UPDATED: SCRD approves new round of public consultation on Coopers Green Hall

Community association calls it ‘wrong and redundant’

Community consultation for the scope and location of the Coopers Green Hall has been approved at a Sunshine Coast Regional District (SCRD) committee meeting, but the decision has drawn ire from the Halfmoon Bay Community Association, which called it “wrong and redundant.”

Directors OK’d moving ahead with a staff recommendation for a “wide-reaching” virtual public presentation and questionnaire to collect feedback and prioritize options, including: moving ahead with the project as-is, relocating the hall closer to Redrooffs Road but still within the park, relocating the hall to the Halfmoon Bay Elementary School and Connor Park area, reducing the project scope or renovating the hall instead of replacing it.

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The public consultation would occur in coordination with Principle Architecture using existing funding.

Last July, the SCRD was awarded a maximum of $2 million in federal grant money to pay for up to 73 per cent of the project. Latest estimates put the cost of the hall at $3.1 million, with staff anticipating a need to borrow up to $800,000, to be paid back through taxation. That triggered directors’ request for consultation.

At the Nov. 12 planning committee meeting where the option for consultation was discussed, Roberts Creek director Andreas Tize asked “to what extent and how” people living in other areas of the Coast could participate, since other areas would potentially pay into the project.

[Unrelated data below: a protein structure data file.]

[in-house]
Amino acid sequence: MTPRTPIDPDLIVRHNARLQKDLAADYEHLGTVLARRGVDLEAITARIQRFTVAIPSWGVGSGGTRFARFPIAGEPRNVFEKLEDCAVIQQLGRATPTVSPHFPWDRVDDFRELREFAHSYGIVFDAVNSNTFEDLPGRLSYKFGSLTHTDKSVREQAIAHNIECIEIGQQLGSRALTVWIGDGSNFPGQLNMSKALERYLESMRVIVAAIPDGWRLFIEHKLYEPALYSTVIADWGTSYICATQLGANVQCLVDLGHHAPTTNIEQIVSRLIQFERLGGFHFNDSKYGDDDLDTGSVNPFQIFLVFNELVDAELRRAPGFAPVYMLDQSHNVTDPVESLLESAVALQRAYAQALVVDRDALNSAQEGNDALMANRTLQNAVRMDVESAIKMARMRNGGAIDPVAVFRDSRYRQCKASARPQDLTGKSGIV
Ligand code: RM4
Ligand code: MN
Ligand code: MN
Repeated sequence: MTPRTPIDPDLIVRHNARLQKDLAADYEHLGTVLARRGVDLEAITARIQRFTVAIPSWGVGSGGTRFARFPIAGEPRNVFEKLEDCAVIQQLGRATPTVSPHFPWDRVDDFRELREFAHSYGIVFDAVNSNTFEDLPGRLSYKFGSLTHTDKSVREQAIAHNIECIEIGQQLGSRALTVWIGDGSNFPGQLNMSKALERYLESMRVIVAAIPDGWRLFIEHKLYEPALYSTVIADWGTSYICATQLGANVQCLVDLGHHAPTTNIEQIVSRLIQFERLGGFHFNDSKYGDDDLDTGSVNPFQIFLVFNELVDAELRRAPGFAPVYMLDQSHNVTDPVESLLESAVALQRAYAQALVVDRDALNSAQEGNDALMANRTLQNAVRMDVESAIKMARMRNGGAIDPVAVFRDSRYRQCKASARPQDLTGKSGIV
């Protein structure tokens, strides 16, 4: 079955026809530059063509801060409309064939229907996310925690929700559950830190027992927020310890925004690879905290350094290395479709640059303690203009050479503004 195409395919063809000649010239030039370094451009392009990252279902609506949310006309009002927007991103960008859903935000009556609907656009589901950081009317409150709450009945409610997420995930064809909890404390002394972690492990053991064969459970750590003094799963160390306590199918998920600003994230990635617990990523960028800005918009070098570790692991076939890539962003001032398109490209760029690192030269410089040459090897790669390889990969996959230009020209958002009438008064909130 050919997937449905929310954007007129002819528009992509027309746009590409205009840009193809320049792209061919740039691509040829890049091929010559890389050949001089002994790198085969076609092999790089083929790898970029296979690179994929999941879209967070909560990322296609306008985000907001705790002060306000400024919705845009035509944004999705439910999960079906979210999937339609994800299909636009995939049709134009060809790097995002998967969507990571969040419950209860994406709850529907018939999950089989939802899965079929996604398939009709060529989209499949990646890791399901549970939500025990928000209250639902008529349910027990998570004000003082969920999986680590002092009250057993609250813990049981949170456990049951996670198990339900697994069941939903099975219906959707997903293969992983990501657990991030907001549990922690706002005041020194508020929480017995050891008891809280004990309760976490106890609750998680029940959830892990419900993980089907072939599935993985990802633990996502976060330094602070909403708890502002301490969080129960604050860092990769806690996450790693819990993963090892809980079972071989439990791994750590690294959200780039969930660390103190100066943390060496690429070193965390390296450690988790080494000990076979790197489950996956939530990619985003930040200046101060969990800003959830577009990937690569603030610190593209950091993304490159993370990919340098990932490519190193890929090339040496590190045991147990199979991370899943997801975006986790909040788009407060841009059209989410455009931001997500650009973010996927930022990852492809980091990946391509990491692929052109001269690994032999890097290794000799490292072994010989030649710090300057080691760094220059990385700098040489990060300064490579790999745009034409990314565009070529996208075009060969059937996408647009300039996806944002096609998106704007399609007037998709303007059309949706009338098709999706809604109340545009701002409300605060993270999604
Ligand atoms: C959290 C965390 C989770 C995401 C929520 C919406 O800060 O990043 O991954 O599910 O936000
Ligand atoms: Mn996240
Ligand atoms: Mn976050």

Hall said it would be “made clear this is a community parks system project and asset and input from everyone is invited.”

The consultation would be done before February, so that directors could understand the feedback as they make decisions related to the hall at Round 2 budget deliberations.

Caution on the project was urged by Elphinstone director Donna McMahon, who along with Tize, raised concerns over sea level rise and the hall’s close proximity to the ocean and the increasing cost of materials, especially during the pandemic. Preliminary designs of the hall by Principle Architecture included raising the building by at least two feet to accommodate surges and a rise in water levels.

According to a Nov. 12 staff report, representatives from the Halfmoon Bay Community Association confirmed “interest and willingness to explore a cooperative arrangement for operating a future community hall.”

As of Nov. 6, the association had raised $309,200, with an additional $14,000 in pledges. 

Chair and Halfmoon Bay director Lori Pratt said the association has received many in-kind donations for the hall. “The community is really interested in this project,” she said. “They do have an incredible amount of support,” but added she’s aware of concerns about increasing costs and contributions from other electoral areas in the function.

In 2014, the SCRD signed an MOU with the community association to work jointly towards building a new community hall at Coopers Green, with the group’s representative describing the current hall as falling “far short in meeting the continued needs of the community.” The association also placed $140,000 from the sale of a prior hall in trust with the SCRD for the project.

In a letter to the board following the decision, community association president Terry Knight said, “There is an underlying anger and outrage in the community that the project is being held up unnecessarily.”

In a separate letter to association members, Knight described the SCRD’s approach as “wrong and redundant,” since it duplicates work, including consultation, and “is not consistent” with the joint agreement between the SCRD and the association to replace the hall at Coopers Green Park.

– with files from John Gleeson

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